We have not moved at the en­vis­aged pace due to a num­ber of fac­tors, both in­ter­nal and ex­ter­nal. How­ever, we have taken ac­tion. We have in­ves­ti­gated the chal­lenges and iden­ti­fied the short­com­ings. The fol­low­ing ar­eas will be­come cross-cut­ting pri­or­i­ties in the com­ing fi­nan­cial year:

. We have es­tab­lished stronger links be­tween our ser­vice de­liv­ery de­part­ments and our lead im­ple­ment­ing agent for in­fra­struc­ture de­vel­op­ment in the prov­ince, the de­part­ment of pub­lic works, roads and trans­port. As we re­fine and fi­nalise our plans for 2017/18, we are pleased to note tan­gi­ble im­prove­ments in our plan­ning and re­sourc­ing pro­cesses, in­clud­ing ac­cel­er­a­tion plans to en­sure that projects al­ready com­mit­ted to are pri­ori­tised and com­pleted as soon as pos­si­ble.

. To fur­ther en­sure that our big-ticket in­fra­struc­ture projects are rolled out as planned, we will be es­tab­lish­ing a pro­vin­cial project man­age­ment unit co­or­di­nated by the of­fice of the premier to man­age and over­see these crit­i­cal projects from start to fin­ish.

. Where we have ex­pe­ri­enced de­lays in the es­tab­lish­ment of our in­fra­struc­ture de­liv­ery fund, we have en­sured that, in the in­terim, we can em­ploy our own re­sources to fa­cil­i­tate the com­ple­tion of key in­fra­struc­ture projects.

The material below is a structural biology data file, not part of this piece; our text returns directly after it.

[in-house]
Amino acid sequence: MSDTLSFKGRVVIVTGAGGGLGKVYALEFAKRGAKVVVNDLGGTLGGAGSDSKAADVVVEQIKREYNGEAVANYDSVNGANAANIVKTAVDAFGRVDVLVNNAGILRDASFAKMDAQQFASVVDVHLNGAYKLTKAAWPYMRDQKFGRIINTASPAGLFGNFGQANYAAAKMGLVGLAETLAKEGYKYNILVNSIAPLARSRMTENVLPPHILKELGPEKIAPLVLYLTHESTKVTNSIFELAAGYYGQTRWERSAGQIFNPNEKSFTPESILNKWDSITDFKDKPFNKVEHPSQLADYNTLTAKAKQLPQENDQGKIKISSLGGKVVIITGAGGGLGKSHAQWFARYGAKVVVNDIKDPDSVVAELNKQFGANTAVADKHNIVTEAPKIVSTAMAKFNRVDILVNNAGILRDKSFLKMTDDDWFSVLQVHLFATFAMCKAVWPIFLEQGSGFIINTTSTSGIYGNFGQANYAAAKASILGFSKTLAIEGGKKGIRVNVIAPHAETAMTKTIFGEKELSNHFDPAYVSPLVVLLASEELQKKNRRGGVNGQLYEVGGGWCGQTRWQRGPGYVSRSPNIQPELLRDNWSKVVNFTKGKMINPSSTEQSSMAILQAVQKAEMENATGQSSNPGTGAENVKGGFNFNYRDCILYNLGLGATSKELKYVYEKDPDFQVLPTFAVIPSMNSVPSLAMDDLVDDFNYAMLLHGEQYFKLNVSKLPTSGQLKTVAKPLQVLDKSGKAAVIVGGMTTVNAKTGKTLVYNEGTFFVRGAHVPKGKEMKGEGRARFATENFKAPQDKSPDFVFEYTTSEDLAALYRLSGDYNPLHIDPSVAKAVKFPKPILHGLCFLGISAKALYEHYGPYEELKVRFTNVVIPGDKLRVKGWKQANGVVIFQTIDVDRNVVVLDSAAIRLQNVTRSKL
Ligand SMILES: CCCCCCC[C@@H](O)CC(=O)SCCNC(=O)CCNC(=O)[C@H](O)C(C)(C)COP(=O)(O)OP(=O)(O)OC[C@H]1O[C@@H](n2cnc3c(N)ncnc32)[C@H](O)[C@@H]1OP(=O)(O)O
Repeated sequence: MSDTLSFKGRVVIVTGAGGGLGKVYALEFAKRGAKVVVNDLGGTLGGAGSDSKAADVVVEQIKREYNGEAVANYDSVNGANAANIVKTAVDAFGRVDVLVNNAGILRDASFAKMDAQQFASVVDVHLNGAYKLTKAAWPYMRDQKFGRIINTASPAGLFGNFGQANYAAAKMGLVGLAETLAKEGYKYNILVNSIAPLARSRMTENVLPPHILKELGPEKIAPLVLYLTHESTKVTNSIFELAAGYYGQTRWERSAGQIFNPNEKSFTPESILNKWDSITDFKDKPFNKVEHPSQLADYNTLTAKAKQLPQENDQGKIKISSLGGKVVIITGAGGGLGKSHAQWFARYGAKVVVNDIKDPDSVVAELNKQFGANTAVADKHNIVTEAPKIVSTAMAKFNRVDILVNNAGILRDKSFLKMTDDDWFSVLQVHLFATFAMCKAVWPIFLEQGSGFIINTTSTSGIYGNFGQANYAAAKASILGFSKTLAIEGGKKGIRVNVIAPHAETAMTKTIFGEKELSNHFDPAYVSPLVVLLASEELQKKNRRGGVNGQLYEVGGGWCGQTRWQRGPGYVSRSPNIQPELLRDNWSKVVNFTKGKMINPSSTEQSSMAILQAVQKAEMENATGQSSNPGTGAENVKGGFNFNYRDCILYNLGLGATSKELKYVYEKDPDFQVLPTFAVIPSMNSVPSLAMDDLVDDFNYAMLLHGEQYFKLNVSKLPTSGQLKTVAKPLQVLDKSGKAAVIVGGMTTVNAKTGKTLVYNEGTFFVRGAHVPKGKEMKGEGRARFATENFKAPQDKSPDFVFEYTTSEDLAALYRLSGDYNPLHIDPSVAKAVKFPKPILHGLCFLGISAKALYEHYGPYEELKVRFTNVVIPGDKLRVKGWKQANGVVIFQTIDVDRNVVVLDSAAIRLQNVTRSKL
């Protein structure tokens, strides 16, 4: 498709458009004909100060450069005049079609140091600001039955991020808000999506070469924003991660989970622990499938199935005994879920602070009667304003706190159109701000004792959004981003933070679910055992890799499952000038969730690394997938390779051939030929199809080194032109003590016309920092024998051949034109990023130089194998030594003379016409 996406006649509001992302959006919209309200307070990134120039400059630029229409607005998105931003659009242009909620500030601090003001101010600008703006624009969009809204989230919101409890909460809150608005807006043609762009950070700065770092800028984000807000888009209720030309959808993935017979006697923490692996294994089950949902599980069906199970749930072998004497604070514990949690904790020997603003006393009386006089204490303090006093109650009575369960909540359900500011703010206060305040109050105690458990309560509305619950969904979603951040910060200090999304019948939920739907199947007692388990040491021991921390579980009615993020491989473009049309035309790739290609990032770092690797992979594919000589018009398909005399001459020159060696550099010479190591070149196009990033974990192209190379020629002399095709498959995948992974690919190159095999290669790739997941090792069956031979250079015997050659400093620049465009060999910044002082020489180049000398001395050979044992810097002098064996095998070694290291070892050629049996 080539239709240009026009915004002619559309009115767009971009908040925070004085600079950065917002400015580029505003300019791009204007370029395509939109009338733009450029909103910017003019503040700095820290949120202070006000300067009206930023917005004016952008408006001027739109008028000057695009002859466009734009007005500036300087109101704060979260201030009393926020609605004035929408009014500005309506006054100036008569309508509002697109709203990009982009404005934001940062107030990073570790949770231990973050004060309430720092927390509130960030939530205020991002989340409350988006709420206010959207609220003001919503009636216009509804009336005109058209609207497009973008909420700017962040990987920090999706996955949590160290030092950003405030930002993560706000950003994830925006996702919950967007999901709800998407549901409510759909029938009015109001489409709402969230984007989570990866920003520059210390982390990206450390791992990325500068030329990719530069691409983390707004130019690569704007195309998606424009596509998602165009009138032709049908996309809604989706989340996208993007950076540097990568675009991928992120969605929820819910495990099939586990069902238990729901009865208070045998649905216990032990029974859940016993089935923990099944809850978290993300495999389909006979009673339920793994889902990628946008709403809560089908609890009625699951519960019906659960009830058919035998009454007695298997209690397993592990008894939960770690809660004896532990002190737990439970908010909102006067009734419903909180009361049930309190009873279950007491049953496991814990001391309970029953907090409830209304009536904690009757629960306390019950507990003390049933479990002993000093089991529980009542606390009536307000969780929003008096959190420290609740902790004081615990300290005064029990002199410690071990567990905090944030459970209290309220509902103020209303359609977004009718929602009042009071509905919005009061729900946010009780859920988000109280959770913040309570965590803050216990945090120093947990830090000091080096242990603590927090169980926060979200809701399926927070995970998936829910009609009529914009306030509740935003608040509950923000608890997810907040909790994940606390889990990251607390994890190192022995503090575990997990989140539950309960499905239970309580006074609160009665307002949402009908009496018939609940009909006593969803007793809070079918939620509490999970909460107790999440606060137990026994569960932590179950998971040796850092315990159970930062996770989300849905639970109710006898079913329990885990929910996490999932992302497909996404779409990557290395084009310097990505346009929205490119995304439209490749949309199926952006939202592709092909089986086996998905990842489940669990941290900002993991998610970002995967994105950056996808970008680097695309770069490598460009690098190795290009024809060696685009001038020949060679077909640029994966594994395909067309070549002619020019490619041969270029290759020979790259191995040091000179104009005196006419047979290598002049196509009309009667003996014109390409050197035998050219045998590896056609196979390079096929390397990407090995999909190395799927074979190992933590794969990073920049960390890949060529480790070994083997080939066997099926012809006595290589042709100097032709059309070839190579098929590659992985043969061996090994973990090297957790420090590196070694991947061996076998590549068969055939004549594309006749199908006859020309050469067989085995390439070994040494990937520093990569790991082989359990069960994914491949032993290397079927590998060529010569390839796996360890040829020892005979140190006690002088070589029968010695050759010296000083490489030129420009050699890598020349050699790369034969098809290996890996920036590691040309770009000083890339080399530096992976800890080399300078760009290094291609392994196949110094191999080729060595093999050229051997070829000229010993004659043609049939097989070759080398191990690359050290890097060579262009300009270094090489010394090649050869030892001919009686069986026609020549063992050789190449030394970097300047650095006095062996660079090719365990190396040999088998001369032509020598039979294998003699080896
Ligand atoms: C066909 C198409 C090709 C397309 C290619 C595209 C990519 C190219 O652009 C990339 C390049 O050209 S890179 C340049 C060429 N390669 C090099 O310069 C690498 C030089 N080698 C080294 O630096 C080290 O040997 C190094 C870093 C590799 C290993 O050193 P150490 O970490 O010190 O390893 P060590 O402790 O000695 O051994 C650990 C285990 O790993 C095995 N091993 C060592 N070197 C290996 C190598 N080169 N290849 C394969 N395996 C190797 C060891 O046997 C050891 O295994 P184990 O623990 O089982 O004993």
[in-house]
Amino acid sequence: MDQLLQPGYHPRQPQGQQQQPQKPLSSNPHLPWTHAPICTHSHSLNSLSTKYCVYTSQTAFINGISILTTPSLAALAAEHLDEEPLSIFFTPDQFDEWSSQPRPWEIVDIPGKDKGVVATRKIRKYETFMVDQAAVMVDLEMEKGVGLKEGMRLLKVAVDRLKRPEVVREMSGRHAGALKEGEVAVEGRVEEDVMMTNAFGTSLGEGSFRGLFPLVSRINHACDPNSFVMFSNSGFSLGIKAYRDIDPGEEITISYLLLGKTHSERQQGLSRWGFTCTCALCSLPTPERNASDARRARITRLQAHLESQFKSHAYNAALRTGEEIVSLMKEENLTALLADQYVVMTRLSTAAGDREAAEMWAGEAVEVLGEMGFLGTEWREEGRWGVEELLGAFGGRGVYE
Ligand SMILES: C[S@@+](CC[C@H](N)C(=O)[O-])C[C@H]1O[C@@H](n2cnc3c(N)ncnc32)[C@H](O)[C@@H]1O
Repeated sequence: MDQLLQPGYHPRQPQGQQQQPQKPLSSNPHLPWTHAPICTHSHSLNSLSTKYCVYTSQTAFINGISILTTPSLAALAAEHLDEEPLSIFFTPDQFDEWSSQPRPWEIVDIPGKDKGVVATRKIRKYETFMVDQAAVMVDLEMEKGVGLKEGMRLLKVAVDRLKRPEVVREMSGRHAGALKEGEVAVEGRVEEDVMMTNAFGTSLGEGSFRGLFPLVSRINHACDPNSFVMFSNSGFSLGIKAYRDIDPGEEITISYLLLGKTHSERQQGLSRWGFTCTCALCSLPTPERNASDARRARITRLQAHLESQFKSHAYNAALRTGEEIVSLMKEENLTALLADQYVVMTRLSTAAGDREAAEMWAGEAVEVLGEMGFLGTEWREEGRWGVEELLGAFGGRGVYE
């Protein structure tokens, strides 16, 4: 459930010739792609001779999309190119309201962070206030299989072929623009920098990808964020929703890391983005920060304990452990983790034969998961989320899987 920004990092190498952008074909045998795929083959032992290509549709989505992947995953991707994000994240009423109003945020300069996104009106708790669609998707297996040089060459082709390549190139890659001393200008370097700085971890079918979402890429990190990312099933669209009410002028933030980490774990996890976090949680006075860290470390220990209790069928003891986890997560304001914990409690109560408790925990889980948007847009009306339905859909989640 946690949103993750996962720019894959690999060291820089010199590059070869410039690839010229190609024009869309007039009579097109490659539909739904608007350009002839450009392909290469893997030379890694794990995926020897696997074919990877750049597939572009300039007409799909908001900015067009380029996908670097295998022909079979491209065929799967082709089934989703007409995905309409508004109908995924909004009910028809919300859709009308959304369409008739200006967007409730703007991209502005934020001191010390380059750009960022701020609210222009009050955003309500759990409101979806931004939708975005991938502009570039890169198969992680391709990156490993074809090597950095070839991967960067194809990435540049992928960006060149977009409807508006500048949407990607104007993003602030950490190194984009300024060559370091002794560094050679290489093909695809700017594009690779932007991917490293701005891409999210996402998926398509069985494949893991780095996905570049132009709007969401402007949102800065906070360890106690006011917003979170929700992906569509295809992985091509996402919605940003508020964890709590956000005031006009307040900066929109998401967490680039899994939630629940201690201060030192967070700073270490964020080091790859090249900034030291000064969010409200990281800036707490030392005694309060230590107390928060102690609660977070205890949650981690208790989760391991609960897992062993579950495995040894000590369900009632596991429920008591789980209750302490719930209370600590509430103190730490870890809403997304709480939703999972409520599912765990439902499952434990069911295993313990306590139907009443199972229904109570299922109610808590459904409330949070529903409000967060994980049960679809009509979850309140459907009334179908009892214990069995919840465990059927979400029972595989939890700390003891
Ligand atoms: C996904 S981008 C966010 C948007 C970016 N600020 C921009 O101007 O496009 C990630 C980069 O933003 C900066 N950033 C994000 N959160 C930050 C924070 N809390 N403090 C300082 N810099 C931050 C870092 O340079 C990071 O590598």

. We will no longer find our­selves at the mercy of un­scrupu­lous con­trac­tors and sub­con­trac­tors vy­ing for per­sonal gain at the ex­pense of our peo­ple and the ser­vices they are en­ti­tled to. We have es­tab­lished a panel of ex­perts from across dis­ci­plines in the built en­vi­ron­ment, and we will be util­is­ing their ex­per­tise in all in­fra­struc­ture projects to en­sure both value for money and qual­ity de­liv­er­ables.

Through the land re­form pro­gramme, govern­ment spent R7.5 mil­lion to ac­quire and al­lo­cate 461 946 hectares for land re­dis­tri­bu­tion and a fur­ther 503 769ha for the set­tle­ment of land claims.

It is of great con­cern that, de­spite such in­vest­ment, most of these farms are ly­ing fal­low with­out any agri­cul­tural ac­tiv­ity. This is not right and can­not be ac­cepted. It un­der­mines our ef­forts of ad­dress­ing the land ques­tion. It af­fects the agenda of grow­ing the agri­cul­tural sec­tor to ad­dress food se­cu­rity, and of cre­at­ing much-needed jobs for the un­em­ployed.

The sit­u­a­tion is fur­ther ex­ac­er­bated by in­fight­ing within com­mu­nal prop­erty in­sti­tu­tions, which hold own­er­ship of these as­sets. In­stead of peo­ple fo­cus­ing on work­ing the land, much of their time is spent fight­ing over lim­ited re­sources.

We are con­scious of the chal­lenges faced by farm dwellers and farm work­ers. We are work­ing with the de­part­ment of ru­ral de­vel­op­ment and land re­form, the land own­ers and the farm dwellers/work­ers to find so­lu­tions to pre­vail­ing prob­lems.

Our land re­form pro­gramme must be an­chored to our agenda of grow­ing the agri­cul­tural sec­tor for both do­mes­tic con­sump­tion and ex­ports to in­ter­na­tional mar­kets. This is im­por­tant for us as a prov­ince be­cause this sec­tor con­trib­utes 3.4% to South Africa’s gross do­mes­tic prod­uct, ac­count­ing for 630 000 for­mal jobs.

David Mabuza voices@city­